In the first embodiment, the damper 140 provided in the ink flow path from the valve unit 120 to the ink supply port 103 generates a negative pressure by its elastic recovery force after the valve unit 120 is closed, as shown at point c and f of FIG. 16. In the case of the basic construction in which only the valve unit 120 is provided in the ink flow path and no damper 140 is provided, a negative pressure characteristic curve in the ink flow path is as shown in FIG. 17.

That is, if the damper 140 is not provided, when the negative pressure in the valve chamber R2 on the ink supply port 103 side reaches level P3 as shown at point A, C of FIG. 17 and the valve unit 120 opens, the pressure in the valve chamber R2 returns to the initial state (point 0) where almost no negative pressure is present, as shown at point B, D. This likely results in undesirable phenomena, such as a failure to form appropriate meniscuses in the nozzles of the print head and leakage of ink from the nozzles due to ambient temperature variations. These in turn will give rise to other problems such as degraded image quality and contamination of components with leaked ink.

Although an example case that uses the damper 140 of circular cylinder has been explained in the first embodiment, the damper 140 may be constructed in other shape. The only requirement is that the damper 140 needs to be formed of an elastic member that can be elastically deformed at less than a negative pressure at which the valve rubber 112 of the valve unit. 120 deforms (opens). There is no limiting condition on the shape of the damper 140. For example, a cylindrical member of such shapes as shown in FIGS. 13A–13D, FIGS. 5A–15H may be used.

A damper 150 shown in FIGS. 13A–13F is formed by pressing flat one of open ends of a tube member and performing a predetermined bonding treatment on that end. Since this damper has a transverse cross section slightly more flat than that of FIGS. 12A–12F, its side portions always deflect in a predetermined direction as shown in FIGS. 13E and 13F whenever a negative pressure is generated, thus producing a stable deformation with a relatively small negative pressure.

A damper 160 shown in FIGS. 14A–14F has a cylinder with its lower end open and two inclined surfaces 161, 162 formed at a top of the cylinder. With this construction, a negative pressure acts on the inclined surfaces 161, 162. These inclined surfaces are more easily deformed as shown in FIGS. 14E and 14F than the side deformable portions are which have curved surfaces as shown in FIGS. 12A–12F, and FIGS. 13A–13F The inclined surfaces can thus be deformed with a smaller negative pressure.

A damper 170 shown in FIGS. 15A-15G comprises a cylinder with its top end closed and lower end open and has its cylinder side surface formed with four planar surfaces so that at least an upper half of the cylinder is shaped like a square column square in horizontal cross section. A negative pressure therefore can easily deflect these flat surfaces of the damper, as shown in FIGS. 15E–15G. Further, since the four flat surfaces—front, rear, left and right—forming an outer circumferential surface are deflected uniformly inwardly, a deformation can be maintained stably at all times, making it possible to realize a stable negative pressure generation function. Although in the example of FIGS. 15A–15G the cross section of the damper 170 is close to square, other shapes may be used. For example, the cross section of the damper may be a rectangular with a larger aspect ratio to allow the damper to be elastically deformed in response to a smaller pressure variation and therefore by a smaller negative pressure.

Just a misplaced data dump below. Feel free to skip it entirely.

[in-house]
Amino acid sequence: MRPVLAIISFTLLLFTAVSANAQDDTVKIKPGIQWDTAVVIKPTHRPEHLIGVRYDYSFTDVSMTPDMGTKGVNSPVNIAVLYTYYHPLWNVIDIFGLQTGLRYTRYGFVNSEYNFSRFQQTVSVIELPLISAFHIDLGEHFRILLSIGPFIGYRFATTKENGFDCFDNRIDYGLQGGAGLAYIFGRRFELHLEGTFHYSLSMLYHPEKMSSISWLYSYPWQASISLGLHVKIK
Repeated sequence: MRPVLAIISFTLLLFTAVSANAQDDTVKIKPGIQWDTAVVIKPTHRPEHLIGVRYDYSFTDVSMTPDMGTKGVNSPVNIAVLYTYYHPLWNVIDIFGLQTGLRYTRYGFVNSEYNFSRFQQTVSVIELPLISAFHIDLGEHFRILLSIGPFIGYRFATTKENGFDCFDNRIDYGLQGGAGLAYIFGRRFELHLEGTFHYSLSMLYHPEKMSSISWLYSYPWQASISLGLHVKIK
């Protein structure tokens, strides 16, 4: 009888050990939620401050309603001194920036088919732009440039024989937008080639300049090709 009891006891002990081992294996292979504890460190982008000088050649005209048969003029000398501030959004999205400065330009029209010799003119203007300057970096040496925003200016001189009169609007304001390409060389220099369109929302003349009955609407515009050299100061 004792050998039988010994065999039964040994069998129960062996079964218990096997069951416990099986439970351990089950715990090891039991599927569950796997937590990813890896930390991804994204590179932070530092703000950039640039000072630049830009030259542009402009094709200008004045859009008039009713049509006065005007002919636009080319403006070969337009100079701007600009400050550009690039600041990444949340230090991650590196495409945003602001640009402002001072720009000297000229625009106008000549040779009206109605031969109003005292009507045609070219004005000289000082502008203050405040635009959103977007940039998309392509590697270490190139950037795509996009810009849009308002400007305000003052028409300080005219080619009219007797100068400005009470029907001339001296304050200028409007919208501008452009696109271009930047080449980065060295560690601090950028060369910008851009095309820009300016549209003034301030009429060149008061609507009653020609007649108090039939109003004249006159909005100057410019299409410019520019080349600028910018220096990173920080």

Second Embodiment

Next, a second embodiment of this invention will be described.

The second embodiment has a thin damper (damper means) 180 formed in sidewalls of the ink tank as shown in FIG. 18 and FIGS. 19A–19C in place of the cylindrical dampers 140, 150, 160, 170 used in the first embodiment. The constructions of other components including the valve unit 120 are similar to those of the first embodiment.

In the ink tank 100 described above, the damper 180 is provided in the ink flow path L2 from the valve unit 120 to the ink supply port 103 and is formed in the same sidewall in which the valve unit 120 is formed. The damper 180 comprises a recessed portion 181 formed in the sidewall of the case 101 of the ink tank 100 and a resilient film body 183 whose peripheral portion is hermetically and securely fixed to the recessed portion 181, thus defining therein a generally thin rectangular parallelepiped space. One end (upstream side) of the damper 180 is connected to an ink flow path L21 extending downstream from the valve chamber R2 of the valve unit 120. The other end (downstream side) of the damper 180 is connected to an ink flow path L22 extending upstream from the ink supply port 103.

In the second embodiment, the film body 183 is formed into a three-dimensional shape with side surfaces and a top surface by heating and molding in a die corresponding to the shape of the recessed portion 181 a flat resilient film of a size that considers the plan-view shape of the recessed portion 181 (in this example, square shape) and its depth. The film body 183 has at its periphery a flange 183 a that matches a step 182 formed in the recessed portion 181 and which is hermetically secured to the step 182 as by fusing and bonding. The ink flow paths L21, L22 are formed to pass through the sidewall of the case 101.